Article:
(Developed in part by KESHET, endorsed by University Synagogue VP Education)
University Synagogue believes in the power of community to create a sacred learning space. Our programs are deeply rooted in Jewish values and we refer to these values in much of what we do. Administrators, teachers, and family members share responsibility for modeling Jewish values.
- Teachers study the values below as part of staff development and are expected to commit to this policy in their terms of employment.
- School-wide programming, classroom lessons, and passive formats such as bulletin boards/newsletters/T’filah topics around these values, procedures, and policies will all be utilized to nurture a kind and respectful community.
We at the Religious School take seriously the success of each child and want to ensure all students feel comfortable and included in our programs. Our Hebrew program has been designed to meet the needs of different types of learners. If your child(ren) has special needs, please notify the Director so that we can work on a plan to best accommodate your child(ren).
Seven Jewish Values for an Inclusive Community
(Developed by KESHET)
Kavod: RESPECT - Judaism teaches us to treat ourselves and others with respect; even the stranger is to be treated with respect. Kavod is a feeling of regard for the rights, dignity, feelings, wishes, and abilities of others. Teasing and name-calling disrespect and hurt everyone, so learn to respect people’s differences.
Shalom Bayit: PEACE IN THE HOME - Our community centers, synagogues, youth groups, and camps are often our second homes. Everyone needs to feel comfortable, safe, welcome, and respected at home. Don’t ostracize those who seem different. Strive to settle disagreements in peaceful and respectful ways that allow all community members to maintain their dignity.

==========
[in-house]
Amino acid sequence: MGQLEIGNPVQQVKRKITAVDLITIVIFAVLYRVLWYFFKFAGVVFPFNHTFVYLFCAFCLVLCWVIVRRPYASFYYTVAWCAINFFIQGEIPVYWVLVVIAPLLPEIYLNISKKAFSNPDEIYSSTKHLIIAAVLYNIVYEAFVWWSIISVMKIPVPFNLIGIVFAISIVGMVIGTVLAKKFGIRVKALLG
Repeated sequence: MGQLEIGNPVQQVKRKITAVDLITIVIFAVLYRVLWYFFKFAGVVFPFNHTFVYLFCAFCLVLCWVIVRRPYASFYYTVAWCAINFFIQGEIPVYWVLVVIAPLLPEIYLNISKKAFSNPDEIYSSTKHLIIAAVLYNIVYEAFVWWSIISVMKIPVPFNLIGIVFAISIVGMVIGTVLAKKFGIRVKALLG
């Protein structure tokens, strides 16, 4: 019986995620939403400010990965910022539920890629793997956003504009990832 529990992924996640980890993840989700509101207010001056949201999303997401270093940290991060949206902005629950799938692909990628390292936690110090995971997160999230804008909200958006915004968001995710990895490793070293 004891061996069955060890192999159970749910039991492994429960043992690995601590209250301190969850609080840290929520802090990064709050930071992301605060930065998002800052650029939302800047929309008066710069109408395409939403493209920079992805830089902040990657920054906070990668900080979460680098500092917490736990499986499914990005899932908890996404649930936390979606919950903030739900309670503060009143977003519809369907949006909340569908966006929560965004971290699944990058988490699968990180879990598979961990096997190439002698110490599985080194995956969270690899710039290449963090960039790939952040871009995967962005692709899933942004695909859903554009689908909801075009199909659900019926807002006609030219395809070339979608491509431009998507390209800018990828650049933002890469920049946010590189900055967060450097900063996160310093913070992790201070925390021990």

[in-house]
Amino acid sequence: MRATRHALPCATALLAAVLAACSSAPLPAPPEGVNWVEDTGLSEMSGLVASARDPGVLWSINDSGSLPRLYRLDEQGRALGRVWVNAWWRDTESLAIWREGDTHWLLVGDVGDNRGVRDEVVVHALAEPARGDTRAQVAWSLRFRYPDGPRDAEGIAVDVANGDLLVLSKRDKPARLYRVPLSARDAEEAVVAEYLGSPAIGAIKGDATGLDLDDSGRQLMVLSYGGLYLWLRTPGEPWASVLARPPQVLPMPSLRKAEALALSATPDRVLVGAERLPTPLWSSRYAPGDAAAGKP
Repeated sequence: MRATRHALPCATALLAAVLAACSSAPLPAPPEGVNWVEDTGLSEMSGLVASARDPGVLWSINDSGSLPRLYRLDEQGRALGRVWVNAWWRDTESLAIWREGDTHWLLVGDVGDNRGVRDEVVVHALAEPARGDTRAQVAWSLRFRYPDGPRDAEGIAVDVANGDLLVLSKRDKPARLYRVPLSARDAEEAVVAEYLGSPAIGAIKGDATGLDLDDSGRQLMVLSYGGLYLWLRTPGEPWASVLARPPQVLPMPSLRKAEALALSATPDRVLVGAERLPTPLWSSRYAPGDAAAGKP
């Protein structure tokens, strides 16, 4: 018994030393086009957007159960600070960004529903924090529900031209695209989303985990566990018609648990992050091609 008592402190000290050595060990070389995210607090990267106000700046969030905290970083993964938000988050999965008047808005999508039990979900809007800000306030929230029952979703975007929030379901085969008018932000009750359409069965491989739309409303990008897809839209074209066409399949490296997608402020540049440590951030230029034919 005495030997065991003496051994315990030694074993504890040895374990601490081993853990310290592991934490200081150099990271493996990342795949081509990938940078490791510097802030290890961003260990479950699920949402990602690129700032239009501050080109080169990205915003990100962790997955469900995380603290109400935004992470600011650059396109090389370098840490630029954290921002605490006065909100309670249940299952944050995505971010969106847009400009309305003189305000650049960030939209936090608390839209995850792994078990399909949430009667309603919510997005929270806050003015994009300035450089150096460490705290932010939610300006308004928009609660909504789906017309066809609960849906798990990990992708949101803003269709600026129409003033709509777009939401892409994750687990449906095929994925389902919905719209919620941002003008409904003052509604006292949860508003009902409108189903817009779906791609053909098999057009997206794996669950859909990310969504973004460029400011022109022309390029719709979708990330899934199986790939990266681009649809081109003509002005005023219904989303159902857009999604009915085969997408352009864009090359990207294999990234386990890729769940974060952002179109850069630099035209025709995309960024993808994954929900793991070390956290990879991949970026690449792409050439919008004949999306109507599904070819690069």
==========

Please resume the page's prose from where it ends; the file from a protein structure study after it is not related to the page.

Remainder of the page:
B’tzelem Elohim: IN GOD’S IMAGE - The Torah tells us that we are all created “b’tzelem Elohim” (Bereshit 1:26), in the image of God. This is a simple and profound idea that should guide our interactions with all people. We do not know the “image of God” except as it is reflected in the different types of people we encounter in the world. If we can remember that each of us, no matter how different, is created in God’s image, this idea can lead us to find the connection we have with one another and help create truly inclusive communities.
Kol Yisrael Arevim Zeh Bazeh: COMMUNAL RESPONSIBILITY - The Jewish principle that “All Israel is responsible for one another” (Shavuot 39a) means that it is our responsibility to stand up for each other, especially for those who are vulnerable and cannot speak up for themselves.
Shmirat Halashon: GUARDING ONE’S USE OF LANGUAGE - The Talmud warns us that we must take care in how we use language. Talking about others behind their backs, even if what we are saying is true, is prohibited. The guidelines for “shmirat halashon” remind us that what we say about others affects them in ways we can never predict. Words can hurt or heal depending on how we use them.
V’ahavtah L’Reiecha Kamocha: LOVE YOUR NEIGHBOR AS YOURSELF - Commenting on Leviticus 19:18, Rabbi Hillel once stated that this was the foundational value of the Torah. It begins with loving ourselves. We must love and accept our whole selves, and in doing so create the capacity for extending that love and acceptance to others.
Al Tifrosh Min Hatsibur: SOLIDARITY - “Don’t separate yourself from the community” (Pirke Avot 2:5). When you feel different from others in your community, don’t isolate yourself. Find allies and supporters who you can talk to. If you know someone who is feeling isolated, reach out; be an ally and a friend.